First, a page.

Please tell us a bit about the relationship between Zero Trust and SASE?
SASE moves security to the cloud where it’s closer to apps, users and data— but it can still rely on the same detect-and-remediate approach to cyber security that may leave corporate resources open to breaches from increasingly sophisticated and numerous bad actors. They can customize phishing themes based on social engineering research, infect trustworthy sites through malvertising, or spin up fake login forms to maximize their chances of infection. Then, if the threat is detected, they implement a simple code change to make the attack virtually undetectable again.
What is the CISO’s role in Zero Trust adoption?
CISOs own strategy. Specifically, they own the cyber security strategy – the plan that takes an organization from an actionable target to a hard nut to crack.
Since the Zero Trust Model is the companion to the cyber security strategy, the CISO also owns the Zero Trust Model. Defining the components of the model, vendor selection, implementation, and maintenance are shared responsibilities among the security team.
What Zero Trust recommendations do you have for CISOs?
A properly implemented ZTA for an enterprise will improve the enterprise’s cyber security posture over traditional network perimeter-based security. The tenets of ZTA aim to reduce the exposure of resources to attackers and minimize or prevent lateral movement within an enterprise, should a host asset be compromised.
However, determined attackers will not sit idle, but will instead change behavior in the face of ZTA. The open issue is how the attacks will change. One possibility is that attacks aimed at stealing credentials will be expanded to target MFA (e.g., phishing, social engineering). Another possibility is that in a hybrid ZTA/perimeter-based enterprise, attackers will focus on the business processes that have not had ZTA tenets applied (i.e., follow traditional network perimeter-based security)—in effect, targeting the low-hanging fruit in an attempt to gain some foothold in the ZTA business process.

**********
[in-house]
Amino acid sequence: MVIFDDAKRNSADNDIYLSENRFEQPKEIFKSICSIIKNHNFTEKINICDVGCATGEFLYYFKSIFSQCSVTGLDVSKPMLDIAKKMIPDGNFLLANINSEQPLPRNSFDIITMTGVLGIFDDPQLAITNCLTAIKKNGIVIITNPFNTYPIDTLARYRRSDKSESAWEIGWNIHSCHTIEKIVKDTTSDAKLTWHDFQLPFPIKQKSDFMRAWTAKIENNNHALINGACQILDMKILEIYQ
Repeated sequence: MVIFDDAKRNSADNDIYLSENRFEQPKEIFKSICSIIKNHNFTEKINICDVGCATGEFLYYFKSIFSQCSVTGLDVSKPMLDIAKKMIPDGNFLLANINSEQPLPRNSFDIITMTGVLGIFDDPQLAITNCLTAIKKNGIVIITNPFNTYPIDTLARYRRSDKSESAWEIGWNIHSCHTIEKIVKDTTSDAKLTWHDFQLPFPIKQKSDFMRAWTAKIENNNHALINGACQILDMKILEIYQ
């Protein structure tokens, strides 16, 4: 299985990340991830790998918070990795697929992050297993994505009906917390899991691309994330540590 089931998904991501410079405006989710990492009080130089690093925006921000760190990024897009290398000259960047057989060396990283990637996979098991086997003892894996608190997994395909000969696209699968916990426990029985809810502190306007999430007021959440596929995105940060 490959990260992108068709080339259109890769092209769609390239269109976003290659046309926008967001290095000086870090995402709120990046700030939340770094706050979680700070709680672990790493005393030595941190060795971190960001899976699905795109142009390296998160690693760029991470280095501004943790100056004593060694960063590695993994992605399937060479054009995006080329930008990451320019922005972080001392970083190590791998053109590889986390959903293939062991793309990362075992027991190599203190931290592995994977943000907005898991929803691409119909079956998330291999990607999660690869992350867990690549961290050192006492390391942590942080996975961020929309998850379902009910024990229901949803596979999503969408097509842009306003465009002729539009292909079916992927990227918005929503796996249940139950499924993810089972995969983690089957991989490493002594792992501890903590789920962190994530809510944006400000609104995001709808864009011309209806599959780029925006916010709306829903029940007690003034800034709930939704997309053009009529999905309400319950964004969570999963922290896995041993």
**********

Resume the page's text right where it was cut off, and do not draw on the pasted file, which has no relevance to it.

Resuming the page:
There are some best practices to follow along with Zero Trust
- Zero Trust Using Microsegmentation
- Zero Trust Network Infrastructure and Software Defined Parameters
- Host/Device Agents based protections
- Per session based authentication and authorization for key resources
Other actionable insights for security leaders around Zero Trust?
Implement or expand the use of AI/ML in your security architecture. While doing so, take the time and care needed to train the AI, build your operational plans around the use of automation, and map the next steps.
How should security leaders talk to executives about the need for Zero Trust and related topics?
Zero Trust is a model for how to implement a cyber security strategy. Security leaders should first build consensus among their executive team on the objectives of the cyber security strategy. With that, leadership has agreed on WHAT needs to be accomplished. Zero Trust can then be presented as HOW the strategy will be realized.